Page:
ALFRED HITCHCOCK He was known to his audiences as the 'Master of Suspense' and what Hitchcock mastered was not only the art of making films but also the task of taming his own imagination. Director of many works such as Vertigo, Psycho, The Birds and The 39 steps, Hitchcock told his stories through intelligent plots, witty dialogue and tales of mystery and murder. In doing so, he inspired a new generation of film makers and revolutionized the thriller film, making him a legend around the world. His brilliance was sometimes too bright: He was hated as well as loved. Hitchcock was unusual, inventive, impassioned, yet demanding. Alfred Joseph Hitchcock was born on August 13, 1899(Sennet 108). H ...
    Related: alfred, alfred hitchcock, hitchcock, american justice, horror film
  • Alfred Nobel His Prizes - 1,163 words
    ... need for cutting labor costs. At this point Alfred and his father were tragically reminded of the peril of nitroglycerine due to the Heleneborg disaster in which Emil was killed as well as some others.4 After this point both Alfred and Immanuel were emotionally traumatized. Soon after Emils death Alfred focused on the manufacturing methods of nitroglycerine and eventually created conditions in which it was rendered harmless. In speaking of Alfred Nobels response to the death of his brother Evlanoff states: He blamed himself with bitterness He mourned that he had not been able to accomplish this sooner, so Emil need not have died. He could never forget the dreadful day of the Heleneborg ...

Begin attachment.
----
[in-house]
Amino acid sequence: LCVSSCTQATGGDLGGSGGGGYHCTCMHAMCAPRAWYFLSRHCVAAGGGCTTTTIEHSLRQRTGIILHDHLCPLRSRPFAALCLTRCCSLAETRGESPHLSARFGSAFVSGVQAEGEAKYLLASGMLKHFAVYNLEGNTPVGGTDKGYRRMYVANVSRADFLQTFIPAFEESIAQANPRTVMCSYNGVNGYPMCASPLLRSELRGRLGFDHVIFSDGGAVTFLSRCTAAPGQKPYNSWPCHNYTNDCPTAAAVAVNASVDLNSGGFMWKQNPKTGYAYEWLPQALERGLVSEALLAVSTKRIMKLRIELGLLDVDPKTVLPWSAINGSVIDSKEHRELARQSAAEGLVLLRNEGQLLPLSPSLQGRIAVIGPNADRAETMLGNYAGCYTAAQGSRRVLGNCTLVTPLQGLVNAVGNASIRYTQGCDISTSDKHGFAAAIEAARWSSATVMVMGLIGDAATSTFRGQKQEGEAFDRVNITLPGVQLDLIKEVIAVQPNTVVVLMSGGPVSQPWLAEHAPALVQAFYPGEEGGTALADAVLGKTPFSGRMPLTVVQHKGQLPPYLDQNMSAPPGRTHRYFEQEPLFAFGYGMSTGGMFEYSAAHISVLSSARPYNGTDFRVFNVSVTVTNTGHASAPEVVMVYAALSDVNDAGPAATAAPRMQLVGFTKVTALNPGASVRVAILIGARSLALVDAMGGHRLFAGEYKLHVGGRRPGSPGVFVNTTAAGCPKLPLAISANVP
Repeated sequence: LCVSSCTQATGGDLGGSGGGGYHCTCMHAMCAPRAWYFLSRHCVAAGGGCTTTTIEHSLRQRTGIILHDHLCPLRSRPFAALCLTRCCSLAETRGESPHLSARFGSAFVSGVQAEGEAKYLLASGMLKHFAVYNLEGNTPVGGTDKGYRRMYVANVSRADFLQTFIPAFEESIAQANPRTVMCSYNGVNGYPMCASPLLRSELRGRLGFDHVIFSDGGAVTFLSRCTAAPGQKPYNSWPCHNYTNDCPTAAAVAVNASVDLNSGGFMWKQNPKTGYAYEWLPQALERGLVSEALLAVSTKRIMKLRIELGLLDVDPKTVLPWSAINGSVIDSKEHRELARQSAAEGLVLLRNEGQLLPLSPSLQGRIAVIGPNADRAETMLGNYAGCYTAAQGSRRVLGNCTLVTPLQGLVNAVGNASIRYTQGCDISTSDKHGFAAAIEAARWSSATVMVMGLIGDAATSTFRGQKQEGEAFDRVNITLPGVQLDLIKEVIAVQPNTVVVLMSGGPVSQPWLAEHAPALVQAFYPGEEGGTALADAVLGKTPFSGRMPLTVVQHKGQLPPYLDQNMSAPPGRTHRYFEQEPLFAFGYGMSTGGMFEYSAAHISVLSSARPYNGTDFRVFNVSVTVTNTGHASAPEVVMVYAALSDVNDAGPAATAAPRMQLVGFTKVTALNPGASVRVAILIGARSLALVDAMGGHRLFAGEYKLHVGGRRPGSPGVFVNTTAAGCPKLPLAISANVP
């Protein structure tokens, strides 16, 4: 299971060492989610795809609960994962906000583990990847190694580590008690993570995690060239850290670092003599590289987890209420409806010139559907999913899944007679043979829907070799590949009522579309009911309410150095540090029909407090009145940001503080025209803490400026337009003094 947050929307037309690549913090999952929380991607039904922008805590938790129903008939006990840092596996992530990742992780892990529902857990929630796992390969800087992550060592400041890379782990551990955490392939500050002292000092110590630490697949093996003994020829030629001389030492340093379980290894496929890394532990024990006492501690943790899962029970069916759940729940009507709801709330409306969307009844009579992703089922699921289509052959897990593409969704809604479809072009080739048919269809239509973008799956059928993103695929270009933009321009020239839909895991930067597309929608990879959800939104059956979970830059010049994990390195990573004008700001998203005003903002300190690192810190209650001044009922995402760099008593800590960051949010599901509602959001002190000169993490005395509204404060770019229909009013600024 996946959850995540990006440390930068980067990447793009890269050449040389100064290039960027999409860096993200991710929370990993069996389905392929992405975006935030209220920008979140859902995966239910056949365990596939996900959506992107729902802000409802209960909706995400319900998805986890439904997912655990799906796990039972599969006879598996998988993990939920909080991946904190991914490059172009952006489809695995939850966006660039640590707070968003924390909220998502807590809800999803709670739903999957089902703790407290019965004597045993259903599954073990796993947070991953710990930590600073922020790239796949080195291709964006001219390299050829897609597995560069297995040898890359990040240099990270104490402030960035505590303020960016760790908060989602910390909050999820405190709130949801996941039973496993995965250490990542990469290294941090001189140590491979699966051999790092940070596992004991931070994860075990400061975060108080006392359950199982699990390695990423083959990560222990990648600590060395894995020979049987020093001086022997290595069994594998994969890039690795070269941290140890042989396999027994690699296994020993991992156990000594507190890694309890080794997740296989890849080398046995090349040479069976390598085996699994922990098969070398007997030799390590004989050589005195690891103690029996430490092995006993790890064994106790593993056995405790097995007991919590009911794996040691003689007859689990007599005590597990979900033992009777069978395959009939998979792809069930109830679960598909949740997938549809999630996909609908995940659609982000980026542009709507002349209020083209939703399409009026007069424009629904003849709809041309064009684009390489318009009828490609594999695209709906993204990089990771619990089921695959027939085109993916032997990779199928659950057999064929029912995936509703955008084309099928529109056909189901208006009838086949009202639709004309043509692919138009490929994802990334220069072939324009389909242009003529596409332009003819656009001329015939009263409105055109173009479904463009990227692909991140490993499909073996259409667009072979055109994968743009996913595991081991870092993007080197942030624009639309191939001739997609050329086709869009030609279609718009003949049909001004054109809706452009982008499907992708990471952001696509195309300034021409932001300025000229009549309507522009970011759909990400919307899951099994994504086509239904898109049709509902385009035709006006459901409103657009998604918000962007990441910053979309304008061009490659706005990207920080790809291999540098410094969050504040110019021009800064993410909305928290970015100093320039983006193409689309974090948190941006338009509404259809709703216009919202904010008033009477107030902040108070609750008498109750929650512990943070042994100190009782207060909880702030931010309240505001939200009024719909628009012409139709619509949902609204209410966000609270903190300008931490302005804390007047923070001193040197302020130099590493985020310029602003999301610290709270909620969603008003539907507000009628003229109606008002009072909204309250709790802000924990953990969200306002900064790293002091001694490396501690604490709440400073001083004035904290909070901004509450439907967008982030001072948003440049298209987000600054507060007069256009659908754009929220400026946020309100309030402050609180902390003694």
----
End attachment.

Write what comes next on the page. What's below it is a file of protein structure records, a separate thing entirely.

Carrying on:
Related: alfred, alfred nobel, nobel, nobel peace, nobel peace prize, nobel prize
  • Anais Nin - 1,631 words
    Anais Nin Anais Nin was a passionate woman, not only in her works but also in her life. The fact that she lived life to the fullest is what made her books so intriguing. Although her diaries were a chronicle of her experience, her fiction showed the reader sides of her while displaying everyone's innermost desires. In her own words Nin says, "the role of the writer is not to say what we can all say, but what we are unable to say" (Rollins), and she does exactly that. For this reason her works take one on a journey through one's soul and allows the pondering which may never have been considered. This feeling of self discovery is quite powerful and erotic; the enpowerment supplies a feeling of ...